Corns & Callus
Callus (or callosity) is an extended area of thickened, hard skin on the soles of the feet. It is usually symptomatic of an underlying problem such as a bony deformity, a particular style of walking or inappropriate footwear. Some people have a natural tendency to form callus because of their skin type. Elderly people have less fatty tissue in their skin and this can lead to callus forming on the ball of the foot.
Corns are caused by pressure or friction over bony areas, such as a joint, and they have a central core which may cause pain if it presses on a nerve. There are five different types of corns, the most common of which are ‘hard’ and ‘soft’ corns:
Hard corns – these are the most common and appear as a small area of concentrated hard skin up to the size of a small pea usually within a wider area of thickened skin or callus. This may be a symptom of the feet or toes not functioning properly.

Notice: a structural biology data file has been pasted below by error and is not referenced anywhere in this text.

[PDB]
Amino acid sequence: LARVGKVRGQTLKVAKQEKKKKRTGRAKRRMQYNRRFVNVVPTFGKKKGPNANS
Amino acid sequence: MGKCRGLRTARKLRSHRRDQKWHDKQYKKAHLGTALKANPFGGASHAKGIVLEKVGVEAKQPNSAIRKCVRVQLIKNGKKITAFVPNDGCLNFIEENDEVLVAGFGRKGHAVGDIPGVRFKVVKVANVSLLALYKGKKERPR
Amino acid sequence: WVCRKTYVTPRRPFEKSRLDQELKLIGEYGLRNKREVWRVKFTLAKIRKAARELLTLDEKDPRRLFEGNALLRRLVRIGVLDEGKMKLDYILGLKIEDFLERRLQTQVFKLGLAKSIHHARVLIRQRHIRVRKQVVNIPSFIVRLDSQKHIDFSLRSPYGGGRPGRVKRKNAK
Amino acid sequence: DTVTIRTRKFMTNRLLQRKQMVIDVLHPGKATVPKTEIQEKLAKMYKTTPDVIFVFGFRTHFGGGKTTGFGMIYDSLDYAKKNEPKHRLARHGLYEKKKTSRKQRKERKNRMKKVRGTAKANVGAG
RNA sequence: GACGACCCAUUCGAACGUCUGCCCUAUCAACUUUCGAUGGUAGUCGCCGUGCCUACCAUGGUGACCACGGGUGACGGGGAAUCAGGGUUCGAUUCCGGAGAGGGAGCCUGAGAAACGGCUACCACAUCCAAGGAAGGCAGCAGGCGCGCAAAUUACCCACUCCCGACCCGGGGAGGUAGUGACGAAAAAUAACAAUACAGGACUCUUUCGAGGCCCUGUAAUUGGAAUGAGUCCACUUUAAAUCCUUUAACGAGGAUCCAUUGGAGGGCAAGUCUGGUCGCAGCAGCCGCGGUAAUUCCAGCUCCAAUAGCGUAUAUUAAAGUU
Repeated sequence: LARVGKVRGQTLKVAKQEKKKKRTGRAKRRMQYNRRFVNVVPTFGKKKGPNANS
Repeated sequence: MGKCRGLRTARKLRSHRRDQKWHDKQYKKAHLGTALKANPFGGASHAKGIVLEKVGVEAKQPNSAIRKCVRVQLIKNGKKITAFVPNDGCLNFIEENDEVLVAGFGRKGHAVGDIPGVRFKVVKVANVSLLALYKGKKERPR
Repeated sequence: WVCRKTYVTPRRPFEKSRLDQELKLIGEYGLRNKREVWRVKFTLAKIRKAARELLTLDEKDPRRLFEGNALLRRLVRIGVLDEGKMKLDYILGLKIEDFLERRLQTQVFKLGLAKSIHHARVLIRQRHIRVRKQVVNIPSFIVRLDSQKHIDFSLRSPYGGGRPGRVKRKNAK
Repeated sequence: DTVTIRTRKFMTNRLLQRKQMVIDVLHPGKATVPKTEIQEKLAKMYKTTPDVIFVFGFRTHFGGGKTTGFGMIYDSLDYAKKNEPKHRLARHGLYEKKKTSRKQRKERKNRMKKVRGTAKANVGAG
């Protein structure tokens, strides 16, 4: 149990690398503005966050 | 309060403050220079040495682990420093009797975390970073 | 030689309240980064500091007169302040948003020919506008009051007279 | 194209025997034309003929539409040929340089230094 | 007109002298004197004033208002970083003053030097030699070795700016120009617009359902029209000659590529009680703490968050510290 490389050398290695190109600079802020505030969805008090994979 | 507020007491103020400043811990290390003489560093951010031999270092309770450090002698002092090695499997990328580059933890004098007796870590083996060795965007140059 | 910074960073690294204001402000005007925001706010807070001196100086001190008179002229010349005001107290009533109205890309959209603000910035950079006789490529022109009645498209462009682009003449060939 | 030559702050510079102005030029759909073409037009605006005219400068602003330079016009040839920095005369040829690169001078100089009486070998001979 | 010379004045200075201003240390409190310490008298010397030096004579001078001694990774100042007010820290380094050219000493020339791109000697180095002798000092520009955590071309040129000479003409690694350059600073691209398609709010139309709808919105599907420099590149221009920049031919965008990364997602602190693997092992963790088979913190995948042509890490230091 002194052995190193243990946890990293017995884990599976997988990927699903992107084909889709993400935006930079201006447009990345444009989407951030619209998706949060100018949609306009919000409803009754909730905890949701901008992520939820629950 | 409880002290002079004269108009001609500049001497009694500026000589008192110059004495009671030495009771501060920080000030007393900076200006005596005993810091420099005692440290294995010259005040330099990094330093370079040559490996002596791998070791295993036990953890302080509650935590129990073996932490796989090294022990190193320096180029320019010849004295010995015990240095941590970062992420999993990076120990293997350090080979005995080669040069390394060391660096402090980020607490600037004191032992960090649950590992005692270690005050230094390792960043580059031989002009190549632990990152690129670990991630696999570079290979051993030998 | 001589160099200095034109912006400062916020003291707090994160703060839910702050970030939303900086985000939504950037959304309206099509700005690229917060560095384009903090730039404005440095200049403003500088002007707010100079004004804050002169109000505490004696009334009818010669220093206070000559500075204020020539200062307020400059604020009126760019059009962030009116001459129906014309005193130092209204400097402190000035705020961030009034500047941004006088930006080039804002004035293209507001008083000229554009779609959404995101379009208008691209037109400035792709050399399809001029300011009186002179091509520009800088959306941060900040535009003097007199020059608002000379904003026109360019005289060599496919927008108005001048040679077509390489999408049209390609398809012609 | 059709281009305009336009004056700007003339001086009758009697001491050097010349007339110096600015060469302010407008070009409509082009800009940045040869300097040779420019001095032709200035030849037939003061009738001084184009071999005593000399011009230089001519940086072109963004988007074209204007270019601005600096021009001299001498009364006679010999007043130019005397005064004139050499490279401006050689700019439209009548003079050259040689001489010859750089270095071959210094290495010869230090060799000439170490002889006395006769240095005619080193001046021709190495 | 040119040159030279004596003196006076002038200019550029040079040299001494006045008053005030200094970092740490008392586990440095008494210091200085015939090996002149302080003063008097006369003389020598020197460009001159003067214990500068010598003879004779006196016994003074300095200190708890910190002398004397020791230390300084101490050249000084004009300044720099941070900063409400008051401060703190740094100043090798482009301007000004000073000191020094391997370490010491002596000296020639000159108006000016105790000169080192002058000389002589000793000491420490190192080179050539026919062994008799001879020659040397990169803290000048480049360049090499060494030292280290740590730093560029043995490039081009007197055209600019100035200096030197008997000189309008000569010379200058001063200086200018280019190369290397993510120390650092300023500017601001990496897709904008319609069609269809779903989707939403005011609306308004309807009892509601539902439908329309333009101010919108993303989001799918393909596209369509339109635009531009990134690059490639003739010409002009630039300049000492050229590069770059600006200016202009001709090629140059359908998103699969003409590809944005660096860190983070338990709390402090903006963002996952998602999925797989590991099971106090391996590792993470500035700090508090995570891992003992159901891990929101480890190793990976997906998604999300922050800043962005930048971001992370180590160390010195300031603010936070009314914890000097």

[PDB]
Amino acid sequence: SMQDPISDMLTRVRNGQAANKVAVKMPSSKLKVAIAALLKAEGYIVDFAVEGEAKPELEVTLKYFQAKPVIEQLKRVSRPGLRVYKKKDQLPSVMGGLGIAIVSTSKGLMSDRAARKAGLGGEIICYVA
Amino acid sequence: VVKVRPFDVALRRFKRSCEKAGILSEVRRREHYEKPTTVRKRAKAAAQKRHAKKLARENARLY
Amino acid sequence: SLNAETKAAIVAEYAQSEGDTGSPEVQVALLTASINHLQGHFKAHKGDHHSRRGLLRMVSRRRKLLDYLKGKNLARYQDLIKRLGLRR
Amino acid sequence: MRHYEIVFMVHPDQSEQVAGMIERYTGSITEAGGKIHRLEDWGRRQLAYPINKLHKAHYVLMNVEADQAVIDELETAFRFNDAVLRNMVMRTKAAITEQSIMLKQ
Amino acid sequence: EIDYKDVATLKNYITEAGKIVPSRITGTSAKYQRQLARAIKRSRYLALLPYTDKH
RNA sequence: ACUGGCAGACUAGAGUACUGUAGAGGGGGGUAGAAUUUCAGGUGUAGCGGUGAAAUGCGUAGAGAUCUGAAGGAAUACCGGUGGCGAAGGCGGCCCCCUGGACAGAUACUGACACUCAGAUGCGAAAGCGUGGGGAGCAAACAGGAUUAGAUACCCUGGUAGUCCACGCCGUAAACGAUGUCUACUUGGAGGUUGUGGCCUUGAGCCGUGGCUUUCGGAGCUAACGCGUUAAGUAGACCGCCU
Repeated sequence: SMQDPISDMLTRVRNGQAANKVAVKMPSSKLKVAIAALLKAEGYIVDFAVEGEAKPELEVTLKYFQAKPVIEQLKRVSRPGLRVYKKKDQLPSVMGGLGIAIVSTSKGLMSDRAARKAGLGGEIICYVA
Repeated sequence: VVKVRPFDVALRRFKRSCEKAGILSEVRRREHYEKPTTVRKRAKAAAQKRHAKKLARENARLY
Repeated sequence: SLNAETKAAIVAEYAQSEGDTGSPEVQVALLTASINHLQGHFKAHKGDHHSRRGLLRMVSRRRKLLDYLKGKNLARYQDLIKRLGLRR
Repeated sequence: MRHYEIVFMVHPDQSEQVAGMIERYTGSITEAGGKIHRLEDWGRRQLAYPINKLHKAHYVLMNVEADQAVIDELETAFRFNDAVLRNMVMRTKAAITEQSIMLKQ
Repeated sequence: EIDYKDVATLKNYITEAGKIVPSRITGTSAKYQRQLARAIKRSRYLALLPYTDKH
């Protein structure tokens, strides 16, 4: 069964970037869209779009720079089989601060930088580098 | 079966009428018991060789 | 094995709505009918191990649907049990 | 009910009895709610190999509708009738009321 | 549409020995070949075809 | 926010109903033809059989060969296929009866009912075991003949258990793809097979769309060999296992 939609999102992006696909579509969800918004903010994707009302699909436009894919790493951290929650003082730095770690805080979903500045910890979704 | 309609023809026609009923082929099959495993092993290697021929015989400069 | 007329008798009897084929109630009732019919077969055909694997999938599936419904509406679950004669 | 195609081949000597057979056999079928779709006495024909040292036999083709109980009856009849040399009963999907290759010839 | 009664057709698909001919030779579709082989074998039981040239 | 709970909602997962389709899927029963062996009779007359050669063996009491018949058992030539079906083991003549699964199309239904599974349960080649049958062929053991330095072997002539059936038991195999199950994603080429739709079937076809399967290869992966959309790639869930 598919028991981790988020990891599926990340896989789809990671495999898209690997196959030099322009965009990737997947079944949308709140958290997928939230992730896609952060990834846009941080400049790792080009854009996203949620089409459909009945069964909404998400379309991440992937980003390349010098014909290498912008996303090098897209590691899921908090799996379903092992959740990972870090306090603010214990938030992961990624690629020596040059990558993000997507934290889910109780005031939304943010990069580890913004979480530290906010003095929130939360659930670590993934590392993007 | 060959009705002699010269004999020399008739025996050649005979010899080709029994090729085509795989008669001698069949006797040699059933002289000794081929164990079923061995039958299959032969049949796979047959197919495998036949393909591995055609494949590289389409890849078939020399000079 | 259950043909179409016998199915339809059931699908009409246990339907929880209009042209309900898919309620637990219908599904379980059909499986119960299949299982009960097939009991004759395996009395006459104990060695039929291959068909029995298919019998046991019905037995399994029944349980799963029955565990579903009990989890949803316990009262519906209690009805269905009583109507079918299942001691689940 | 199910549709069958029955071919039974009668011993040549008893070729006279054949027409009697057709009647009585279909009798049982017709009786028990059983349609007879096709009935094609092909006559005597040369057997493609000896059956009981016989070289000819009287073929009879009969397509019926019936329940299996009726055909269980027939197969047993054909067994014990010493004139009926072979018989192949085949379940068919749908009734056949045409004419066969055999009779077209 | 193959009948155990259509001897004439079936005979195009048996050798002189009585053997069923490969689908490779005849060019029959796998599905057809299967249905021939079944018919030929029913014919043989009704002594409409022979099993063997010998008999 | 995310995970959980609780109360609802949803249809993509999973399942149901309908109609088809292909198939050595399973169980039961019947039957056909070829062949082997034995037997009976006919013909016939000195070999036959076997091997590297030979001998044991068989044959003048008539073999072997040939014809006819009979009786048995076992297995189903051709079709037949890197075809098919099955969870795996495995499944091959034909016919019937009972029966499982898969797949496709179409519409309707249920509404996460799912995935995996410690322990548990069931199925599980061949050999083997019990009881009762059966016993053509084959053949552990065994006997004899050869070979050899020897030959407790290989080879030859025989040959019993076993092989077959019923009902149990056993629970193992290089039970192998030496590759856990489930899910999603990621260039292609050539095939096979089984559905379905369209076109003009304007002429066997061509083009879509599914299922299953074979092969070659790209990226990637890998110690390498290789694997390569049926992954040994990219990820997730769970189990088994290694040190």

Soft corns – these develop in a similar way to hard corns but they are whitish and rubbery in texture and appear between toes where the skin is moist from sweat or from inadequate drying.
Seed corns – these are tiny corns that tend to occur either singly or in clusters on the bottom of the foot and are usually painless.
Vascular/neurovascular corns – these are corns that have both nerve fibres and blood vessels in them. They can be very painful and can bleed profusely if cut.
Fibrous corns – these arise when corns have been present for a long time and are more firmly attached to the deeper tissues than any other type of corn. They may also be painful.
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